Bringing Out the Dead - * * 1/2*

When it was announced that Martin Scorsese’s new film would be a Paul Schrader scripted tale of an unhinged man prowling the nighttime streets of New York City in an ambulance, it was easy to quickly dismiss his latest effort as “Ambulance Driver”. But such a dismissal turns out to be unfair, for, while not equal to Taxi Driver or the other great films under Scorsese’s belt, Bringing Out the Dead has some strong points and is truly a story of its own.

Nicolas Cage stars as Frank, a paramedic who’s slowly being driven insane by the pressures of his job. Five years ago, he became a paramedic to do some good…to help people. Now, he can barely hold on to himself. He finds himself haunted by the spirits of those he wasn’t able to save, in particular, a young asthmatic girl named Rose (Cynthia Roman), who choked to death right before his eyes.

His cohorts on the job aren’t much help. Larry (John Goodman) distances himself with ruminations about food. Marcus (Ving Rhames) takes comfort in the words of Jesus. Walls (Tom Sizemore) is a complete psychopath, in search of blood and violence.

The hope of salvation appears when Frank meets Mary (Patricia Arquette), the daughter of a heart attack victim he’s called to rescue. Even through the pain, grief and agony, Frank senses a connection with her. Can Frank find in her the meaning he’s been searching for…or is he simply trying to make any connections while at wits end?

Bringing Out the Dead hardly represents a change of pace for Scorsese, who’s led us on a personal tour of the New York City streets several times before. However there is much more of a spiritual aspect to this film than his previous films of NYC. Frank is a healer who wants to do good; he needs to do good. But the seeming randomness of his job causes a deep spiritual crisis, which Nicolas Cage aptly portrays with a truly haunting performance.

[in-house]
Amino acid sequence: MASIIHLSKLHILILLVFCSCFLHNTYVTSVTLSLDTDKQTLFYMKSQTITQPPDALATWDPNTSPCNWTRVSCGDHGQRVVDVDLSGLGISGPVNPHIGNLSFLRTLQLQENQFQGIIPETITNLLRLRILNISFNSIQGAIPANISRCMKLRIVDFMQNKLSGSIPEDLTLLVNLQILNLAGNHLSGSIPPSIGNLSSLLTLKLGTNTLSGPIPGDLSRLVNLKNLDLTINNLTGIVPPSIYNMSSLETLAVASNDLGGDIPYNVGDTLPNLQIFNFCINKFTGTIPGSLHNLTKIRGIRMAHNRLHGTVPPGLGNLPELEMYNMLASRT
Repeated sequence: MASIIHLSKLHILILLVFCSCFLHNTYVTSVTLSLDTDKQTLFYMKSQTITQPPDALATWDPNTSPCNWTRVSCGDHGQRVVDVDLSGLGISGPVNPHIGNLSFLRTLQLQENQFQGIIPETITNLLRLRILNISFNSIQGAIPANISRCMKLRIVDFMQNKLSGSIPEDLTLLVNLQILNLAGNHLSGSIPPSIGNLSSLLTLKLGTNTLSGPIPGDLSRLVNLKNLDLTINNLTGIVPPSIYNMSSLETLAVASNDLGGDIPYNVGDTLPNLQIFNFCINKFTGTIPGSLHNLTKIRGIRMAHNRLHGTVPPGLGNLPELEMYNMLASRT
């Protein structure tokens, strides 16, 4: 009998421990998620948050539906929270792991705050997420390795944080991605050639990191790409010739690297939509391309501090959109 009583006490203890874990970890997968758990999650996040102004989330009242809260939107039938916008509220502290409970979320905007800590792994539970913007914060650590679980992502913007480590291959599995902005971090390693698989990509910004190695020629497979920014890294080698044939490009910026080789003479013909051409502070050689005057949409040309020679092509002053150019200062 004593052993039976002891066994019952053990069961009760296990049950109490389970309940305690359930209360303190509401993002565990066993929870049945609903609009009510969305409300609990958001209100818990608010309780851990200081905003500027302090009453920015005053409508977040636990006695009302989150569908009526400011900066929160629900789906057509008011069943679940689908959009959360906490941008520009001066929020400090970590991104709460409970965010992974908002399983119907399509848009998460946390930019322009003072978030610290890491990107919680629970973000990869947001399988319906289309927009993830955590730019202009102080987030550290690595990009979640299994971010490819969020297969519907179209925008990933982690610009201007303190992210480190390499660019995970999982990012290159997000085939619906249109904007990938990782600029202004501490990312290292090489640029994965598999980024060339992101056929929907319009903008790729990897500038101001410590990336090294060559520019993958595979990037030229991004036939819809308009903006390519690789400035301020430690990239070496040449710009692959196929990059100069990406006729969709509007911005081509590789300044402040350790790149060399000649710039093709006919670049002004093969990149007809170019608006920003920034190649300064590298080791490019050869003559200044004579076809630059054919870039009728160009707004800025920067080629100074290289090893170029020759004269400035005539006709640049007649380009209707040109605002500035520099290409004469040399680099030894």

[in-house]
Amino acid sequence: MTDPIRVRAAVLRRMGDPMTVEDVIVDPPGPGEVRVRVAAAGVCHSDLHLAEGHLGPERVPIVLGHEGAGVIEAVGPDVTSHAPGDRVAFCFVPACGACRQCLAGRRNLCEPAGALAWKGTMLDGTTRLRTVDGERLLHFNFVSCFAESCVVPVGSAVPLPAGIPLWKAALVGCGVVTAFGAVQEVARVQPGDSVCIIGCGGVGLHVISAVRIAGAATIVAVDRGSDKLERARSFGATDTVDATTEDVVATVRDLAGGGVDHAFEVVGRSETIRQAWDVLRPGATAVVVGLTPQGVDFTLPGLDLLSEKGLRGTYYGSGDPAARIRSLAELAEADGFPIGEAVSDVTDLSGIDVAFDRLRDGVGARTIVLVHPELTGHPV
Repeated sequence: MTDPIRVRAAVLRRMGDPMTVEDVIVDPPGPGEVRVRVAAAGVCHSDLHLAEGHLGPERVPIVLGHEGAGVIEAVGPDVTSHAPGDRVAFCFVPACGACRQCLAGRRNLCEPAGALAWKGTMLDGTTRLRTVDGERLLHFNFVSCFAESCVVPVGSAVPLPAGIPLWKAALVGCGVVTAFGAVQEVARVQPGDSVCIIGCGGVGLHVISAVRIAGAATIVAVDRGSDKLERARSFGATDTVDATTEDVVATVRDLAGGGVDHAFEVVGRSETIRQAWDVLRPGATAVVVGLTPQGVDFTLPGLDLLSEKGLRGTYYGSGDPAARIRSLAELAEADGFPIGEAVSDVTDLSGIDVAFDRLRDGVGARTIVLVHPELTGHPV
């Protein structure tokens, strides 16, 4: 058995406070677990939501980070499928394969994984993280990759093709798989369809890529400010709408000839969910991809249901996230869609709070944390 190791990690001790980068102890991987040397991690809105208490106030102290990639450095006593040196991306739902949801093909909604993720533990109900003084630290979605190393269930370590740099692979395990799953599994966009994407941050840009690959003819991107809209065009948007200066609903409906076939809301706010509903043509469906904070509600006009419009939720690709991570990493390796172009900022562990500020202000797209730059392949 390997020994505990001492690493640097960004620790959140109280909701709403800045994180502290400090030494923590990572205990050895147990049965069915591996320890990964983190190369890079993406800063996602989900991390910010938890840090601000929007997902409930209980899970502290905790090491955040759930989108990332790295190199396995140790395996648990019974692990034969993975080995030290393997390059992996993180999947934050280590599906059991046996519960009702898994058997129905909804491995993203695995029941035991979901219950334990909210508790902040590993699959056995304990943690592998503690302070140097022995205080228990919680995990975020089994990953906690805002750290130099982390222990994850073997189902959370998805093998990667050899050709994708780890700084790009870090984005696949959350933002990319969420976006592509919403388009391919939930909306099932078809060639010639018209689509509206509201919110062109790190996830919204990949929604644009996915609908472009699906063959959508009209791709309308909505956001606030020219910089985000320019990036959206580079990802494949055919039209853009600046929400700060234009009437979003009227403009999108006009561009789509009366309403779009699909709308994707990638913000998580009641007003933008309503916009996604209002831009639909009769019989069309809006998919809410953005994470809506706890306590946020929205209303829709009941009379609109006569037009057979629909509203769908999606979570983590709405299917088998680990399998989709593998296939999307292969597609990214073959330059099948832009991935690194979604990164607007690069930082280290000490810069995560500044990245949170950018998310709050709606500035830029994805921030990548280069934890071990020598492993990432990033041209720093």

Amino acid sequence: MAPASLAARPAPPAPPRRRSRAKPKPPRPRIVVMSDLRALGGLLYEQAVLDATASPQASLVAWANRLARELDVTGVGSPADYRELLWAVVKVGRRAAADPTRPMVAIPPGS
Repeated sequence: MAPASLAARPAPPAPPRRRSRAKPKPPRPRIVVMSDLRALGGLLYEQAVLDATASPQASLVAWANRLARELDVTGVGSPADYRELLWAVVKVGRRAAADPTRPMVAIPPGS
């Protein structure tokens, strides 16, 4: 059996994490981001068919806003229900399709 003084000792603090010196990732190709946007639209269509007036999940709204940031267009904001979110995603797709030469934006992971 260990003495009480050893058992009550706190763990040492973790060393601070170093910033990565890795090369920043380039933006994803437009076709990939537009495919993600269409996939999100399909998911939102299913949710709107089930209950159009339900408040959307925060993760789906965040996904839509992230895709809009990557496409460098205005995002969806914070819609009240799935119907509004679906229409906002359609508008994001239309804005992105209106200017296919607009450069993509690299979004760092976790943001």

Cage’s performances usually run at two speeds: somber (ala Leaving Las Vegas) or energetically wacky (ala Snake Eyes). Bringing Out the Dead gives him a chance to express both styles, and in a way that is never discordant.

However, though Cage delivers a standout performance, the rest of the film fails to keep pace. Arquette is surprisingly distant as a pseudo-romantic lead, and no chemistry between the couple is ever evident onscreen. The three sidekicks (Goodman, Rhames and Sizemore) provide ample comic relief, but their roles aren’t much of a stretch and never seem to amount to much.

Even Scorsese’s direction seems old hat. He’s taken us to visit these streets many times before, and we learn nothing new on this latest trip. Paul Schrader’s adaptation of Joe Connelly’s novel has quite a few surprises, but the dialogue never reaches the gritty peaks of Taxi Driver or Raging Bull.

Still, even a lesser tour of New York from Martin Scorsese proves to be better than many works of lesser filmmakers. Bringing Out the Dead has its flaws, but is intriguing enough in the end to merit a look.

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